Wednesday, December 2, 2009

Why Beyond Compare tool rocks

If a picture is worth a thousand words, here’s 10K worth for why you should check out Beyond Compare. It’s the one tool that I use every day I’m working at my computer. I’ve used it to compare not only files and folders but zip files to folders - it treats a zip like a folder and let’s you update the zip in situ. I’ve also used it to compare two Word documents, two Excel spreadsheets, MP3 files (tags), version stamps on executables. However, I wasn’t aware it could compare two photographs and show a “mask” of the differences between them!! It’s also the “external” tool I use for differencing in version control systems. If you earn your living using a (Windows or Linux) computer, how can you not afford to spend $50 to increase your productivity?

Thursday, November 26, 2009

Preparing CentOS 5.3 (LAMP) for Drupal 6 – Part 2

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In the first article, I covered the basic steps for preparing a CentOS 5.3 installation for Drupal 6 by installing and configuring MySQL. This article covers the last quartet of the LAMP stack – PHP as well as initial installation of Drupal 6.

From a terminal console use the ‘yum’ utility to install the necessary PHP components:

yum install php-mysql php-gd php-imap php-ldap php-odbc php-pear php-xml php-xmlrpc

Next it’s helpful and common practice to create a PHP informational page to verify its installation using the Gnome text editor:

gedit /var/www/html/phpinfo.php

Paste or type the following then save and exit:


// Show all information, defaults to INFO_ALL

// Show just the module information.
// phpinfo(8) yields identical results.


Display the PHP information using the browser:


Scroll further down to verify that the Apache URL rewriting module is loaded:


This will be useful later for what is known in Drupal as “clean URLs”.

Implicit in the above instructions is the fact that the default location for the Apache web server document root folder is /var/www/html which means placing web files and folders under there makes them automatically served up by Apache and accessible via a web browser with no other special configuration. However, a common alternate approach is to create a separate Unix user account per installed application so that permissions and configuration settings are easily isolated to that account. This approach also facilitates remote development because it’s simpler and easier when enabling FTP access since Unix accounts typically have full access to their “home” directories. Doing it this way means a couple of extra steps when initially setting up the Drupal website but saves a ton of headaches in the future trying to enable access to the machine-wide directories under /var.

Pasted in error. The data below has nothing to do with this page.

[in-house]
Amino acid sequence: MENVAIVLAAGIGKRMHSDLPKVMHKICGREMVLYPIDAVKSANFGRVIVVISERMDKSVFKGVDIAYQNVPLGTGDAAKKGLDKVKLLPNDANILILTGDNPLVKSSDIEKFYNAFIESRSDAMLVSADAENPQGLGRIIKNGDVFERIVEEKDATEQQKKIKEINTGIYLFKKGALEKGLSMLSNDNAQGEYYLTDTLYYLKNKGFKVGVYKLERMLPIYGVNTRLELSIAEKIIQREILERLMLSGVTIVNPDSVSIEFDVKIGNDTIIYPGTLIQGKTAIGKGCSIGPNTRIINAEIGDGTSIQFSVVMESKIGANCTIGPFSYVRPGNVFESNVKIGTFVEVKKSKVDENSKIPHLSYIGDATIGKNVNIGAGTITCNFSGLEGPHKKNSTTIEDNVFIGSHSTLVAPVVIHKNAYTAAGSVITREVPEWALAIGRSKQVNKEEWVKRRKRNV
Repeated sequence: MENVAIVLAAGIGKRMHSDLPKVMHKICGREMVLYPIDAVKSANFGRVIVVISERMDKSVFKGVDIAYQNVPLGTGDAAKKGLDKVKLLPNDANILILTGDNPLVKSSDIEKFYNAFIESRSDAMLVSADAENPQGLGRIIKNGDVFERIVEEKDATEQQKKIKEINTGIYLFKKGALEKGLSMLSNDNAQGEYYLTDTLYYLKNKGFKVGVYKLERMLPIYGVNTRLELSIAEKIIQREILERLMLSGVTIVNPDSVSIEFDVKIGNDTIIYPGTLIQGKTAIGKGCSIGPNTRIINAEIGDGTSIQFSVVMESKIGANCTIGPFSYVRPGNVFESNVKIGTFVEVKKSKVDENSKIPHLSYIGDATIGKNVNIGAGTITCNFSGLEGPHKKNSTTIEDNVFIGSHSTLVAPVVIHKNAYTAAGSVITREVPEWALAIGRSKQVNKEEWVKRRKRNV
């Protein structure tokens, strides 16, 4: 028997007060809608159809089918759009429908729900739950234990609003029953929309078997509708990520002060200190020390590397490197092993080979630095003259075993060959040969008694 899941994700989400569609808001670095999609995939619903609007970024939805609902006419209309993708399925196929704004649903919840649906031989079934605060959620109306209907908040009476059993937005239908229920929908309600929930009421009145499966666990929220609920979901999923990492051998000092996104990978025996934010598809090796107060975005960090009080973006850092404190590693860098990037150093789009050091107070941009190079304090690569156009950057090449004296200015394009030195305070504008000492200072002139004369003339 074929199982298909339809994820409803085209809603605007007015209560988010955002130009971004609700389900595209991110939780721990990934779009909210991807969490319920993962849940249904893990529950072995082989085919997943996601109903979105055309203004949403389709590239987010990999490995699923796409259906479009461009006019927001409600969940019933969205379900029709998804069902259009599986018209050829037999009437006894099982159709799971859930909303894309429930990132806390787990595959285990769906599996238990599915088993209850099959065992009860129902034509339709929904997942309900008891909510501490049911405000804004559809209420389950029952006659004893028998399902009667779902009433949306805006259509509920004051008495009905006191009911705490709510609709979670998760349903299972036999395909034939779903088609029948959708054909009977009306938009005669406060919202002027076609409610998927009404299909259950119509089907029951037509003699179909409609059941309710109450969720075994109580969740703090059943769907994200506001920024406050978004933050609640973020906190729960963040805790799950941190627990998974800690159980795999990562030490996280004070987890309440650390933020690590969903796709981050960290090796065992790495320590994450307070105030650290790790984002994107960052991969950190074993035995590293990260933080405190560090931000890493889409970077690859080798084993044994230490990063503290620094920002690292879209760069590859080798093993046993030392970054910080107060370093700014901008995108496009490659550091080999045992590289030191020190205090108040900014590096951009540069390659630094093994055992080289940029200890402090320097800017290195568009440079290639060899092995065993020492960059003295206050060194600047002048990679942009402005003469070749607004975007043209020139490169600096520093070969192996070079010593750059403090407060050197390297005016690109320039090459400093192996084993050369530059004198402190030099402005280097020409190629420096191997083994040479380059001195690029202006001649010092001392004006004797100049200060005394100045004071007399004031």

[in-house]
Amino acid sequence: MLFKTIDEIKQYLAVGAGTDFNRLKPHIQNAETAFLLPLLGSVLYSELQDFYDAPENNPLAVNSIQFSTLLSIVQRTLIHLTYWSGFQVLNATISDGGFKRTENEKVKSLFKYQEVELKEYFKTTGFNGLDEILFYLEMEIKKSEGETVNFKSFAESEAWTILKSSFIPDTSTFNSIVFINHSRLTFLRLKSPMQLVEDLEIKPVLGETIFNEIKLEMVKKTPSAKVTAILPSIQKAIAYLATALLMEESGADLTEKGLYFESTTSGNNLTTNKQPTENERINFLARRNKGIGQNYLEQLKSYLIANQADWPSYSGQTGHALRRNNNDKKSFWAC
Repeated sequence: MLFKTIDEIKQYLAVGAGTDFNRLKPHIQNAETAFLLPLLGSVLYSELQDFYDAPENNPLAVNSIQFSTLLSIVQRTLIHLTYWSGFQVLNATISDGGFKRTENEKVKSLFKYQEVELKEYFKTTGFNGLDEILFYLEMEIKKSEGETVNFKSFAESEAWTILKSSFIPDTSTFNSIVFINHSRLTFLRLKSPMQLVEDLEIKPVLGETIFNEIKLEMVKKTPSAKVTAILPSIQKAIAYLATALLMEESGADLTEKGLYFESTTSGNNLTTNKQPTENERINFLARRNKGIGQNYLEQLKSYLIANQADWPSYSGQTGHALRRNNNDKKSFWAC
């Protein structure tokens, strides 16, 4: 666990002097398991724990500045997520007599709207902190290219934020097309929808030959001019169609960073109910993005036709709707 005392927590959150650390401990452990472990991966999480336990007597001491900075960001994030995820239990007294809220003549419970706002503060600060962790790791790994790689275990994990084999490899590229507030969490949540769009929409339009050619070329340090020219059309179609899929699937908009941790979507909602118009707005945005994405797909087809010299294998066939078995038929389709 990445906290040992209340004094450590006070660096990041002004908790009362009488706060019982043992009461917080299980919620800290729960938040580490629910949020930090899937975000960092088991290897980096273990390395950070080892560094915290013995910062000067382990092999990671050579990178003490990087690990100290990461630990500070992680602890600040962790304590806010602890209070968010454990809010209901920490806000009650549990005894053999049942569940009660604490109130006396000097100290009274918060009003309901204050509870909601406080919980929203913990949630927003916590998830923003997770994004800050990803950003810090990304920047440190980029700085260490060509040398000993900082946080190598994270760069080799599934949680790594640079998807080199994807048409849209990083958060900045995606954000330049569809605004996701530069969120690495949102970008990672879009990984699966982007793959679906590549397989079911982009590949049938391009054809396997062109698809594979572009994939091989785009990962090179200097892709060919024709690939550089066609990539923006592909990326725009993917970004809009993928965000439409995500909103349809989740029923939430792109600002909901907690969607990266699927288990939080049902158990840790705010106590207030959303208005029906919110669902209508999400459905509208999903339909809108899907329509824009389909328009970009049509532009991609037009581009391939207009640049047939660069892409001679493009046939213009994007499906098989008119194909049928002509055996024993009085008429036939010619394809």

Earlier we created a MySQL database account called ‘drupal614’ (reflecting the current released version of Drupal). If you haven’t done so already, we’ll next create a Unix account with the same name:

useradd drupal614

passwd drupal614

After logging in as this new user, browse to the Drupal website and download the latest 6.x released version. Use the Nautilus file manager to open the .tar.gz file and extract it under the user’s home directory. Planning ahead for managing several versions, I chose to create a separate folder to hold websites (e.g. /home/drupal614/www/) so the full path becomes /home/drupal614/www/drupal-6.14.

At this point, we need to configure Apache to expose the Drupal directory by editing the httpd.conf file and adding entries:

gedit /etc/httpd/conf/httpd.conf

First we create an alias to the actual physical location on disk then we allow settings there to override the default settings for Apache by placing the following into the file at the end:


Next we edit the .htaccess file in the root of the Drupal install directory – uncomment the RewriteBase instruction and set the path to the alias we specified above in the httpd.conf file:


Now we should be able to follow the steps to grant write permissions outlined in the install guide then open a browser and navigate to the install page:


You should see the initial page to choose a language:


The next page is where you’ll put in the database configuration information we had previously setup:


After setup is complete it is generally recommended to go into admin/settings/clean-urls and enable them if not already enabled:


At this point we have an installed and working version of Drupal! Subsequent posts will cover installation and configuration of various modules to achieve the level of functionality required for a high quality community site.

Preparing CentOS 5.3 (LAMP) for Drupal 6

Having just embarked on a side project to build a community website using Drupal 6 I decided to capture the steps both for documentation purposes and to help others who may seek to do the same. To begin with, CentOS is short for Community ENTerprise Operating System and is “an Enterprise-class Linux Distribution derived from sources freely provided to the public by a prominent North American Enterprise Linux vendor.” In other words this open source project takes the GPL-released RedHat sources and compiles them along with free, open source replacements for RedHat’s proprietary portions. Within the business community, it is widely popular because it is “just like” (just as good as?) the commercial version it is based upon.